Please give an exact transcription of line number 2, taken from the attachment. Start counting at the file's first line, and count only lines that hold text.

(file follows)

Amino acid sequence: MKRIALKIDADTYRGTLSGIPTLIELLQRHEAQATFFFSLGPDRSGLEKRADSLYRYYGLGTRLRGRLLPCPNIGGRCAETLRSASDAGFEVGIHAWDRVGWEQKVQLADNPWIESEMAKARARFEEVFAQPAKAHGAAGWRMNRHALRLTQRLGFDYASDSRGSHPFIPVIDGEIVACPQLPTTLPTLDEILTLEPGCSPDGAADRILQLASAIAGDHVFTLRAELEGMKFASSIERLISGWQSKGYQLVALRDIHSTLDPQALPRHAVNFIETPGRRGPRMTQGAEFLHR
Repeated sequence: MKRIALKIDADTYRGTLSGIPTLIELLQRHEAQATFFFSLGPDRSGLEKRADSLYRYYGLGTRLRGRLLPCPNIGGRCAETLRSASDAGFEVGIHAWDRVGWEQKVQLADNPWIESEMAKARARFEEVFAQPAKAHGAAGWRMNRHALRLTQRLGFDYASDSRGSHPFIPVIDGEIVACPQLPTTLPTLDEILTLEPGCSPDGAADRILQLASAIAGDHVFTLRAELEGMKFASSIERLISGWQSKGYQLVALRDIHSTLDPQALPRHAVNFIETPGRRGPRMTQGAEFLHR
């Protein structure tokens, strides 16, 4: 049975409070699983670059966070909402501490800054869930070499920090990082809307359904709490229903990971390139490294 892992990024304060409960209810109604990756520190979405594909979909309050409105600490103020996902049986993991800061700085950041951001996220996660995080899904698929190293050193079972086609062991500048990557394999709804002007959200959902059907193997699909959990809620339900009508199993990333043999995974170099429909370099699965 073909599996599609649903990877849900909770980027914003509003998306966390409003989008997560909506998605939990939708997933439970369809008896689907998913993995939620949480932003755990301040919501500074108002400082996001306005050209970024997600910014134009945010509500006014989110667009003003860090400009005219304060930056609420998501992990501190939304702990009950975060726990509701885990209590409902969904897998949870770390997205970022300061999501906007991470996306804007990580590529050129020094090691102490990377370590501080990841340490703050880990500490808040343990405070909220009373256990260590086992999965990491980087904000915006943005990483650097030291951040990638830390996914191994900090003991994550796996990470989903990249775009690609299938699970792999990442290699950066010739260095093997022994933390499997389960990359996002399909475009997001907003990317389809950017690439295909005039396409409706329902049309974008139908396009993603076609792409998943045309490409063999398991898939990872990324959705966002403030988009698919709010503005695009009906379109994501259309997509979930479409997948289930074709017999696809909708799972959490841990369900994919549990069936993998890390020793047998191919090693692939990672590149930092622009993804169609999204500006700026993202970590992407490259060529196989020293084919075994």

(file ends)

Repeated sequence: MKRIALKIDADTYRGTLSGIPTLIELLQRHEAQATFFFSLGPDRSGLEKRADSLYRYYGLGTRLRGRLLPCPNIGGRCAETLRSASDAGFEVGIHAWDRVGWEQKVQLADNPWIESEMAKARARFEEVFAQPAKAHGAAGWRMNRHALRLTQRLGFDYASDSRGSHPFIPVIDGEIVACPQLPTTLPTLDEILTLEPGCSPDGAADRILQLASAIAGDHVFTLRAELEGMKFASSIERLISGWQSKGYQLVALRDIHSTLDPQALPRHAVNFIETPGRRGPRMTQGAEFLHR